Fewer than 1% Received Loan Forgiveness!

If you are relying on Public Service Loan Forgiveness (PSLF) for your federal student loans, know this. Data suggest that only 0.003% of applicants have had their loans forgiven! Here’s why many applications were denied. I also discuss my decision for paying off my loans without using a repayment program, thereby saving thousands of dollars in interest (and buying my freedom)!

What is PSLF?

PSLF is a program that began in 2007 to forgive the remaining balance on direct federal student loans after making 120 qualified payments over 10 years while working full-time under qualified employers and while under a qualified repayment plan.

Notice my emphasis on “qualified.” There are a number requirements. Bare with me as I name a few:

  • Only Direct Federal Loans are eligible
    • Private loans are not eligible
  • Federal Family Education Loan (FFEL) or Federal Perkins Loan (Perkins Loan) programs do not qualify for PSLF
    • But they may become eligible if you consolidate them into a Direct Consolidation Loan.
  • Only qualifying payments on the new Direct Consolidation Loan can be counted toward the 120 payments required for PSLF.
    • Any payments made on the FFEL or Perkins Loans before you consolidated them don’t count.
  • You have to be enrolled in a qualified repayment plan
    • Income-based repayment plans qualify.
      • So does the 10-year Standard Repayments Plans, but after the 10 years you would have no balance anyway.
  • Standard Repayment Plan for Direct Consolidated Loans is not the same as the 10-year Standard Repayments Plan, and does not qualify
  • You cannot make a qualifying monthly payment while your loans are in at-school status, grace period, forbearance, or deferment
    • However, check whether you can begin the program during post-doc.
      • Check before making your first payment!

Confused? So were thousands of other people, which is why their applications were denied. Please see Federal Student Aid website for current eligibility requirements.

Photo by Nathaniel Shuman on Unsplash

The Numbers

The first borrowers became eligible for forgiveness in September 2017.

According to the Federal Student Aid (FSA) office, as of June 2018:

  • Approximately 33,000 PSLF applications by 28,000 borrowers were submitted 
  • Approximately 29,000 applications have been processed
  • Almost 300 applications were approved as meeting all requirements
  • This resulted in only 96 unique borrowers having their loans discharged

As a recent article by FedSmith points out, according to the FSA data, 96 out of 28,000 borrowers = 0.003% of applicants with their loans forgiven (which is similar to the percent found eligible by a separate report by the Government Accountability Office).

The Unforgiven Loans

Over 70% of applicants were denied for not meeting requirements due to:

  • Ineligible loans
  • Did not make all 120 payments
  • Employment did not qualify

An additional 28% were denied due to missing or incomplete information

  • These applicants have the ability to resubmit their applications, but in the meantime they are continuing to repay their loans.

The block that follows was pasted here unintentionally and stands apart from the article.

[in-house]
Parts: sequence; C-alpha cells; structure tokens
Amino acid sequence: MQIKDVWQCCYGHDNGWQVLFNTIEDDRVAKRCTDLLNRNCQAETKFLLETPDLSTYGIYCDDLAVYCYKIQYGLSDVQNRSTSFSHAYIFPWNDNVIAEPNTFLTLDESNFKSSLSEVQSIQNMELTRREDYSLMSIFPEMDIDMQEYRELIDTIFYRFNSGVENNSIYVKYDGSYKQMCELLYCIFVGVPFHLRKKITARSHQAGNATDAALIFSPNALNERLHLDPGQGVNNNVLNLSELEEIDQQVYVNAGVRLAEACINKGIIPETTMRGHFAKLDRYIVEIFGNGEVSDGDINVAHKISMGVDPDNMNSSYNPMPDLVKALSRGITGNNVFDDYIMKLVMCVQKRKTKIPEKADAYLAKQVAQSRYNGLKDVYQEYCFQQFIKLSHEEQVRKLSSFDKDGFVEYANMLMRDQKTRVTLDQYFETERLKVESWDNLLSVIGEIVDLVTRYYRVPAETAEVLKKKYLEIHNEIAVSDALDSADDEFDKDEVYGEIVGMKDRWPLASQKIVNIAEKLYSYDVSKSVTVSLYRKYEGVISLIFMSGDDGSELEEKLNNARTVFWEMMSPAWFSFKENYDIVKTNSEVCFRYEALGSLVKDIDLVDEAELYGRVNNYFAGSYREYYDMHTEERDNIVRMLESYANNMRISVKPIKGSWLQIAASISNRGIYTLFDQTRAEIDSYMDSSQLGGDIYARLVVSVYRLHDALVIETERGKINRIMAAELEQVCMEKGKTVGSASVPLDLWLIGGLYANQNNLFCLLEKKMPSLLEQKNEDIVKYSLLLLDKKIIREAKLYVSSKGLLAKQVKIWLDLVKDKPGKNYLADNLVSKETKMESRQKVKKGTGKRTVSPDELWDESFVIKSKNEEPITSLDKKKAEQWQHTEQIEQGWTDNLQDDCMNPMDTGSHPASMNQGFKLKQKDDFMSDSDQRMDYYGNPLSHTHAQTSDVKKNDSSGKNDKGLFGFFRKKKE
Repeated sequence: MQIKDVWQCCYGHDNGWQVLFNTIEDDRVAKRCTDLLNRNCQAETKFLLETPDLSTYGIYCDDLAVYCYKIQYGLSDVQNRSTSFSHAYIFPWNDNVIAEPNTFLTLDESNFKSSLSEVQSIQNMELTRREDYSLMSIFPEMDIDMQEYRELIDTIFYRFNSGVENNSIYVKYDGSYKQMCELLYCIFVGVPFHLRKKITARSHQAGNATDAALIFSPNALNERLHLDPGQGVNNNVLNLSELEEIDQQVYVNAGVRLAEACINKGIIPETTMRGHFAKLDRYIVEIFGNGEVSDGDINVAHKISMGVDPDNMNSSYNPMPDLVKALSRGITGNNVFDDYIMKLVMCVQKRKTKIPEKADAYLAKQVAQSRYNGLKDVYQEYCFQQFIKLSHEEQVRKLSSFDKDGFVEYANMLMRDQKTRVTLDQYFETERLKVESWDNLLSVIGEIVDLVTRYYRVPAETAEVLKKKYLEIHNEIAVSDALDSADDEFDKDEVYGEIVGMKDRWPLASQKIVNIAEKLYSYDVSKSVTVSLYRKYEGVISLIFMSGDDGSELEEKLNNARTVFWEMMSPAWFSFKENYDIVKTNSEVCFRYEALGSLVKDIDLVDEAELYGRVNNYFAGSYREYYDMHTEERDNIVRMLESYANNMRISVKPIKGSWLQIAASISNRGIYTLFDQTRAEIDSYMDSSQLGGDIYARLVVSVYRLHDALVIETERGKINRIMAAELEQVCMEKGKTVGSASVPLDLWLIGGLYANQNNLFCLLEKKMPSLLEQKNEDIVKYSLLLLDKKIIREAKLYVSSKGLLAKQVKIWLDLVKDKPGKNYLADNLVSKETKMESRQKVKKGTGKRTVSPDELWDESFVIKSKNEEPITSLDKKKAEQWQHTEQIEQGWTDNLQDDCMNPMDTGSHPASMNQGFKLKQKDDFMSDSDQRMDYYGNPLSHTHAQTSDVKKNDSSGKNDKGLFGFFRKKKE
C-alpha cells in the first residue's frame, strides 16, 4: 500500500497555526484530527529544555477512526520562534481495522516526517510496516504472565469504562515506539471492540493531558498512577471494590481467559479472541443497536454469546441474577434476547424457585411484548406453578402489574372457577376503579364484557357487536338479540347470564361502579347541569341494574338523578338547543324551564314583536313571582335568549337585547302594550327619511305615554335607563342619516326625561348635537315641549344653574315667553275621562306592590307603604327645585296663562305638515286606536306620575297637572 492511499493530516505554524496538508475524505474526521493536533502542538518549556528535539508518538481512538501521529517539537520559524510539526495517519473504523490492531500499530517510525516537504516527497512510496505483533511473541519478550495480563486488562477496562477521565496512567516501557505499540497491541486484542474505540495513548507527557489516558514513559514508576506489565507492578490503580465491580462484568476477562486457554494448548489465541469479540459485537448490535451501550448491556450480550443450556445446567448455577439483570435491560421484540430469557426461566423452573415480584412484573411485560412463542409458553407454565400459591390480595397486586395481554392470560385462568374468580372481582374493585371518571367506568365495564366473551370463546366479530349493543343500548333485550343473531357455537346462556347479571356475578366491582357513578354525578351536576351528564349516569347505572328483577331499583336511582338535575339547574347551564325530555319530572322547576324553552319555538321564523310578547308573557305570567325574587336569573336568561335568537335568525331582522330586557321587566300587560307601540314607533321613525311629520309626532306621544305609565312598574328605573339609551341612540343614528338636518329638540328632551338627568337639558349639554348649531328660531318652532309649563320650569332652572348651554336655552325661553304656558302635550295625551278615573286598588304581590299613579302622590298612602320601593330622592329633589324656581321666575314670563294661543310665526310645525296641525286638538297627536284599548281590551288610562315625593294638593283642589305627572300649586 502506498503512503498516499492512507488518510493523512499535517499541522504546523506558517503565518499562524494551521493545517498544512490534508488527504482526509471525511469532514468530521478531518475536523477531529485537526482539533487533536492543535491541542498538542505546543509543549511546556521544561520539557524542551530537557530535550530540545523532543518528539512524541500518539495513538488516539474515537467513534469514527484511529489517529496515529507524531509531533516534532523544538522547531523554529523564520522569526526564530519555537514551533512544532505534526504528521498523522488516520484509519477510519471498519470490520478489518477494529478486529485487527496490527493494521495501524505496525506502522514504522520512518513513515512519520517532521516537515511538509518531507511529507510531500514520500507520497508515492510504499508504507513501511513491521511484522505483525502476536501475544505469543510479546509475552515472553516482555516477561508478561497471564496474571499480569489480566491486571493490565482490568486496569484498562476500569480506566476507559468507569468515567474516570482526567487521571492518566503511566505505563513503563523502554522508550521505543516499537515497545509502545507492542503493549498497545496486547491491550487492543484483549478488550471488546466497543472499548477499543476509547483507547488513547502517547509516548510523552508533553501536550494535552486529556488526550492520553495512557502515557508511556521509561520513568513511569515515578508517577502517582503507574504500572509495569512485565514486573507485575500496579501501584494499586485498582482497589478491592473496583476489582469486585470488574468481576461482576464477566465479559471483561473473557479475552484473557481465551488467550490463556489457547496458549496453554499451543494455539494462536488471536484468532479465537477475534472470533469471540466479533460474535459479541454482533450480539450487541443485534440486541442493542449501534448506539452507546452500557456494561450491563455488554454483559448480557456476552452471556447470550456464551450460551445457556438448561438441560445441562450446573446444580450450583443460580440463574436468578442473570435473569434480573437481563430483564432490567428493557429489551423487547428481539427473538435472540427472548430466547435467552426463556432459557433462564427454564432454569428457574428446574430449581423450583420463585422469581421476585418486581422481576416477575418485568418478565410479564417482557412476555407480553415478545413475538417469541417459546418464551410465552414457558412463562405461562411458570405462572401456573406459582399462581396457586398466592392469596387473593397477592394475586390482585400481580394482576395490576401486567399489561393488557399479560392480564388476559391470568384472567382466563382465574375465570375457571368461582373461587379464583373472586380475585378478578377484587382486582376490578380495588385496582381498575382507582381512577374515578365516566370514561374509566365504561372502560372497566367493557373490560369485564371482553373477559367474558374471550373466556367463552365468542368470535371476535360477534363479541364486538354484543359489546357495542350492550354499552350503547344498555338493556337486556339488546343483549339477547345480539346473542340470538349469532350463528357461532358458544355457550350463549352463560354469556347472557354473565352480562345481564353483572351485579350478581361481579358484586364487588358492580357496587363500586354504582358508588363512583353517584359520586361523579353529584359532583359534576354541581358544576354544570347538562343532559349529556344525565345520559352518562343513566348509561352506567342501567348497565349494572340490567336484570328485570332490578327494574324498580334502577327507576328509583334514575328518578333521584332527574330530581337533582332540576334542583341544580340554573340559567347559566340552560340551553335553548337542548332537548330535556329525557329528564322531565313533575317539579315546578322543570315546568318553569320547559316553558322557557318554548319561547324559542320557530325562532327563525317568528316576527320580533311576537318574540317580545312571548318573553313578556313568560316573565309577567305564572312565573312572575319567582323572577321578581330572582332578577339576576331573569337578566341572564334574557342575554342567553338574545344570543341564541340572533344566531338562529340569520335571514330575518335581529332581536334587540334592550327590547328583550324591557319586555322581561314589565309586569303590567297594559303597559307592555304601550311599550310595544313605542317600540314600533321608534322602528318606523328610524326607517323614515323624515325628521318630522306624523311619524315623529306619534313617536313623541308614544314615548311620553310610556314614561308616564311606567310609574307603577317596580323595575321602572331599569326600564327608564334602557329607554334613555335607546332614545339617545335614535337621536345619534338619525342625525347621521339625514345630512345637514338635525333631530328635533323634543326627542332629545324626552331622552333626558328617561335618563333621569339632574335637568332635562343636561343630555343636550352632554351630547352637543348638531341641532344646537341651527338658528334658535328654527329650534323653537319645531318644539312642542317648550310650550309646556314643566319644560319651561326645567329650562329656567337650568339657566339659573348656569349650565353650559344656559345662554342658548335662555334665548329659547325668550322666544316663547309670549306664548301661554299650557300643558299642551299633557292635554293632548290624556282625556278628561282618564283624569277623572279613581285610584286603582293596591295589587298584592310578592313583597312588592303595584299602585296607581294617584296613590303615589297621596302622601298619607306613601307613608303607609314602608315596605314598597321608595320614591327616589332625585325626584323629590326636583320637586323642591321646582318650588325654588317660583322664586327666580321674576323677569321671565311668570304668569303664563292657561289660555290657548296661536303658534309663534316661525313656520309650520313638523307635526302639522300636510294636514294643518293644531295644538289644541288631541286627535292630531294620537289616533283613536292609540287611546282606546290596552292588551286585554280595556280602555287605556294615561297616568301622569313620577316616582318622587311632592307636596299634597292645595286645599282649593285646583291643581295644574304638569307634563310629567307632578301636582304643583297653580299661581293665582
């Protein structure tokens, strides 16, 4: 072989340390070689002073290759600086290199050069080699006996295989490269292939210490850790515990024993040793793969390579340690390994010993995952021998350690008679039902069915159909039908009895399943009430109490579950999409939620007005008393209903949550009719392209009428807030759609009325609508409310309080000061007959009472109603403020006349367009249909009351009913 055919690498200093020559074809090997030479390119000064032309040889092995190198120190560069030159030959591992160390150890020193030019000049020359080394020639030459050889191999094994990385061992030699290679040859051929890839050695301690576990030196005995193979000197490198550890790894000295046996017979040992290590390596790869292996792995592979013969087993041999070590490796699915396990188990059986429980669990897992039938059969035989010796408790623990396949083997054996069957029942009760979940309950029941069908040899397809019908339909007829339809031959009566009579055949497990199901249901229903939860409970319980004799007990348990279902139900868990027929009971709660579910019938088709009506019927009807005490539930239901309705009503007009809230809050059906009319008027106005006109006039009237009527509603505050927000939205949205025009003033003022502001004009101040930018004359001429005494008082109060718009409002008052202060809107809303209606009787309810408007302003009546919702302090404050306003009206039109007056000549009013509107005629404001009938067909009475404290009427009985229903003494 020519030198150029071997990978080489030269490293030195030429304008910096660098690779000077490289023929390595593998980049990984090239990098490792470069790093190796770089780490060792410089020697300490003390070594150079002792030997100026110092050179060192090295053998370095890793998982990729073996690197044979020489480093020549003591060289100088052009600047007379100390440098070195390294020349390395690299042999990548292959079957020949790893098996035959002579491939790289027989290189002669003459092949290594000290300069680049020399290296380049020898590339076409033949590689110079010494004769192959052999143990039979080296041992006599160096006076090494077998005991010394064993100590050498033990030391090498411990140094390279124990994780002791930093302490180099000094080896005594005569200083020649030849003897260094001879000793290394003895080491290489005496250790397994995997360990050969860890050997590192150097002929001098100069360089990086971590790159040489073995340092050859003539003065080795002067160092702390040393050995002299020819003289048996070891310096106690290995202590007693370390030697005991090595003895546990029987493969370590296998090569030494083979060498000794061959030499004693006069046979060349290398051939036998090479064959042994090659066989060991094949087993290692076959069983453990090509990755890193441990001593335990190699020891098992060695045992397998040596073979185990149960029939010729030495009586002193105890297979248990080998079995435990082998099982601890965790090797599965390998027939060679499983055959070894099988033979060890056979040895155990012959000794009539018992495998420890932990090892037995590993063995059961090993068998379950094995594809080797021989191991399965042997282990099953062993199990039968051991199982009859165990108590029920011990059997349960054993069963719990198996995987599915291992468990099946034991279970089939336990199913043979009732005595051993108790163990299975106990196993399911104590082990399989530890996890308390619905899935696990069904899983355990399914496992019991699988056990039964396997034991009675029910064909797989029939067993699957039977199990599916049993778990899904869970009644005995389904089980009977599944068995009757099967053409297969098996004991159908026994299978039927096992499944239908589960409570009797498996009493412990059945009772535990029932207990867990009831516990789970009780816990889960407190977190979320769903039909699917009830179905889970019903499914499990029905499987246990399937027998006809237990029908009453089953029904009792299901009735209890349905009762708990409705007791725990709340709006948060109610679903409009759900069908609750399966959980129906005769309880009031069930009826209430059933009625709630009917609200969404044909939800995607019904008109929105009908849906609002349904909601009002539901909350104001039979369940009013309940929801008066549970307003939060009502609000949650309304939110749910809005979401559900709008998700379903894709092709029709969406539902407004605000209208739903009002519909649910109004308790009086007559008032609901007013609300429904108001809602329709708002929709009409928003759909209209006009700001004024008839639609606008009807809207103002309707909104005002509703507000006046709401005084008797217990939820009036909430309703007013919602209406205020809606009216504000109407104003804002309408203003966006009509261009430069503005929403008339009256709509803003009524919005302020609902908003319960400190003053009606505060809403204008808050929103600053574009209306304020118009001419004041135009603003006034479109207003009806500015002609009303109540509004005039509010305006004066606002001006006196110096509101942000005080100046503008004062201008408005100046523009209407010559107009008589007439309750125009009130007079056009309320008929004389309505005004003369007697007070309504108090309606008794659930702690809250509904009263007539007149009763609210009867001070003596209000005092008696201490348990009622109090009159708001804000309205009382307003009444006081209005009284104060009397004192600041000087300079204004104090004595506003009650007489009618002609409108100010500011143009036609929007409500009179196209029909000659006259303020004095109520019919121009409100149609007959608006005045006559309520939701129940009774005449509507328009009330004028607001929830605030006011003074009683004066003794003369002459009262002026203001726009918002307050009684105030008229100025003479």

Applications Pending

  • Thousands of other applications are still pending. Borrowers continue to make loan payments (and pay interest) while they await a decision.
Photo by niu niu on Unsplash

Why I Chose Not to Apply for Loan Forgiveness

Many of my colleagues and trainees plan to apply for PSLF or similar programs. It’s sad to hear about people who take lower paying public service positions or feel that they cannot leave their job out of concern about how it would affect their PSLF eligibility.

My decision went beyond concern about eligibility.

I hated my student loans. It made me angry to look at them every month and see how much I was paying in interest. The payments were as much as my rent!

I did not want to pay interest for 10 years. Plus, you may have to pay income tax on the debt that’s forgiven.

I had more important uses for the money, including starting to save for retirement, purchasing a house (and working to pay off the mortgage), establishing health savings, putting aside money for a new vehicle and home repairs (including a new roof), and kids’ educations.

After graduating, I kept my costs to a minimum and threw every cent I had toward my loans. Within 3 years of graduating, my student loans were paid!

Photo by Max van den Oetelaar on Unsplash

Choosing Financial Independence

It would be nearly impossible to save for these things and become financially independent if I had 10 years of student loan payments.

A primary goal of financial independence is the freedom to do what you want with your life without worrying about money.

Working in a job I love but that is also emotionally taxing. In order to prevent burnout it’s imperative to me that I go into work everyday because I choose to, not because I feel shackled by golden handcuffs.

Photo by Jason Leung on Unsplash


  • For information on other Loan Forgiveness programs, see StudentAid.gov


  • To learn whether your federal position qualifies for PSLF, see OPM website


  • Better yet, to learn how I paid off my student loans within 3 years of graduating without any forgiveness programs thus saving interest, reducing stress, and taking control of my financial life, see my article on Student Loan Repayment


  • Student Loan calculators can be found at Student Loan Hero
    • for a general idea how increasing your payment can save you time and money, see this calculator from the NY Times


Do you plan to use the PSLF program?

You May Also Like

Avoiding Lifestyle Inflation is Key to Getting Out of Debt

Budgeting for Post-Doc and Early Career

Student Loan Debt for Psychologists: PsyDs vs. PhDs

10 Tips for a Financial Plan that Works

Leave a Reply

Your email address will not be published. Required fields are marked *